The Virgin Suicides by Jeffrey Eugenides

My best friend Stacey introduced me to this gem of a book. I adore the way it's written in the third person, narrated by an un-named observer of events. It adds something really special to the story. Again, this is a book that makes me feel part of something, allows me to feel that other people have been where I've been.

Sunday, 13 January 2013

What I've Been Reading:
The Marriage Plot by Jeffrey Eugenides

After reading several negative reviews of the latest Jeffrey Eugenides novel, I was nervous about reading The Marriage Plot. I adore both of Eugenides' previous novels 'The Virgin Suicides' and 'Middlesex' and was really hoping that I'd enjoy his third novel.

And I did. I loved this novel. It absorbed me from the first page. The characters and their situation appealed to me. I've always loved Campus Novels but this was the first one I've read that opens on Graduation day and flashes back to the university experience while moving forward with the characters into their post-university lives.

The characters intrigued me. I saw myself and some of the people I know in them and I actually cared about them, wanted things to work out for them as they ventured into the adult world. I was surprised by how many of the novels I've read were referenced as well. And it was strange how one of the professors reminded me a lot of one of my own university lecturers.

I really connected with this novel and would definitely recommend it. I'll also probably be reading it again at some point, and no doubt I'll connect with it even more on a second reading.

Rating: 5/5

Saturday, 12 January 2013

A Quote That Means a Lot to Me

from 'Elm' by Sylvia Plath

'Elm' by Sylvia Plath is one of my all time favourite poems. Without wanting to sound like a hippy, it really speaks to me, you know?

In fact, I'm planning on incorporating its third line into my next tattoo.

Sunday, 6 January 2013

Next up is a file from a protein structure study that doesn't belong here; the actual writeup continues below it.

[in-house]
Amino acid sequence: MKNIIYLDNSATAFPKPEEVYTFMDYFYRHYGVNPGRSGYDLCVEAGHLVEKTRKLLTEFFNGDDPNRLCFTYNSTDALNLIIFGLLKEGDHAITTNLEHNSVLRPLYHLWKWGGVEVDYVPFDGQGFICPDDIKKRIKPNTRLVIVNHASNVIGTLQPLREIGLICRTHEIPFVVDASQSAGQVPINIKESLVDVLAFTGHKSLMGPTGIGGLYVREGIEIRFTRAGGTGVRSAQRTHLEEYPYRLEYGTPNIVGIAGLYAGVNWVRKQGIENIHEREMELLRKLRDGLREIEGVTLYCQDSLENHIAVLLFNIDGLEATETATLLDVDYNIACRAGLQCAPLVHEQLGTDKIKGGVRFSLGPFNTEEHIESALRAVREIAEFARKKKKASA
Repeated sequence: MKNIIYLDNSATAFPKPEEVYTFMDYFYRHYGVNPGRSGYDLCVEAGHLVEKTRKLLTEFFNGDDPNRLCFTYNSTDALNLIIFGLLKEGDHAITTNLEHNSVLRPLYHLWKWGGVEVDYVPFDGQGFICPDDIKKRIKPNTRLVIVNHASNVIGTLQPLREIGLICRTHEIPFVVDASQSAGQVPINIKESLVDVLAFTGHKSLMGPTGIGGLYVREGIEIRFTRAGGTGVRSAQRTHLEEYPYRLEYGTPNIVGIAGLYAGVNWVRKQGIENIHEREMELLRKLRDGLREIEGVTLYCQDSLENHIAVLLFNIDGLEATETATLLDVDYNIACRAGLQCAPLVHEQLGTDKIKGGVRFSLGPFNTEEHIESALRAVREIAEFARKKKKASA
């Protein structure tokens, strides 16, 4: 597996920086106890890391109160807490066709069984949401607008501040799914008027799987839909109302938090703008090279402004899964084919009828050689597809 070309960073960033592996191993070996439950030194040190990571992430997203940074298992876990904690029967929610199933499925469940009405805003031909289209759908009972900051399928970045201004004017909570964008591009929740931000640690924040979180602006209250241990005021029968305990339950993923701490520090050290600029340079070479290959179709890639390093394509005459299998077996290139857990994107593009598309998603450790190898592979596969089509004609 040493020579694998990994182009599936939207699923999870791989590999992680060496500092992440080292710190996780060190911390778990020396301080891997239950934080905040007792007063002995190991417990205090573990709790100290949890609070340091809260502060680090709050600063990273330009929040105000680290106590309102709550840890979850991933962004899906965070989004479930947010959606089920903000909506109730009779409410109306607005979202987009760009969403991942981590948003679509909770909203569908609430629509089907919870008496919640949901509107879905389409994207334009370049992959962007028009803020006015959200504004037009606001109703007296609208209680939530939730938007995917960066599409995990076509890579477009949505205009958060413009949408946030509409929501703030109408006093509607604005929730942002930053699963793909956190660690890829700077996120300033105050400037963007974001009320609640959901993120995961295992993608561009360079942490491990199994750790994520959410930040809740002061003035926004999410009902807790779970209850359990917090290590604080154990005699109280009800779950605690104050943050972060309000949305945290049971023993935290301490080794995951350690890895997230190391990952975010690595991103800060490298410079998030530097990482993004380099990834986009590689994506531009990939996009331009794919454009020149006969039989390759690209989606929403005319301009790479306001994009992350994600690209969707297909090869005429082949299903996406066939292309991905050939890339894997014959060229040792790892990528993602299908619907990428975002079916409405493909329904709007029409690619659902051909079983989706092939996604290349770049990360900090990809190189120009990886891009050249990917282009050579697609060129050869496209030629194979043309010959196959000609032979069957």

What I've Been Reading:
'Coraline and Other Stories' by Neil Gaiman

My best friend Stacey bought me this book for Christmas. I've been excited to read it since then and it really didn't disappoint.

'Coraline' has to be my favourite story in the collection. I would have loved to have read it as a child. The idea of an 'Other Mother' is super creepy and the thing with the button eyes is hideous!

'The Case of the Four and Twenty Blackbirds' was a cute little story giving a new twist to all the old nursery rhymes from my childhood. 

I also loved 'Chivalry'. The idea of the Holy Grail being hidden away in an Oxfam Shop somewhere in Britain is inspired.

Actually, I loved the whole book, every single story. I can't normally say that about short story collections (there are usually one or two I start reading and then skip) and so 'Coraline and Other Stories' gets a huge thumbs up from me.

Rating: 4/5

Thursday, 3 January 2013

What I've Been Reading:
'Blockade Billy' by Stephen King

This was a quick read. 130ish pages for 2 stories and I devoured it in less than an hour and a half. 

The first story, 'Blockade Billy' was pretty good, told in the voice of an old-time Baseball coach who is recounting the story of a Baseball player whose existance in a Major League Baseball team was wiped from the sport's history books. Despite knowing absolutely nothing about Baseball, I still enjoyed the story and it had a nice little twist that I wasn't expecting. I also liked the inclusion of the inside King joke of Billy's shirt being number 19.

The second story, 'Morality' is interesting. It questions the nature of Sin and how our deeds impact on our lives and relationships. I really liked it. It had a distinctly King feel to it.

Rating: 3/5

What I've Been Reading:
'On The Road' by Jack Kerouac

To begin with, this novel swept me away with its dreamy beat prose but before long Sal and Dean's to-and-fro-ing across America got dry. I got sick of the charting of Dean's highs, his indecisive flitting between various wives. By Part 4 I was bored and if I'm honest, I began scanning, rather than reading properly, desperate to get to the end. I'm disappointed. I had high hopes for this novel.

Carlo Marx, Kerouac's version of Alan Ginsberg was a redeeming feature but not quite enough to rank this as one of my favourites.

Rating: 2/5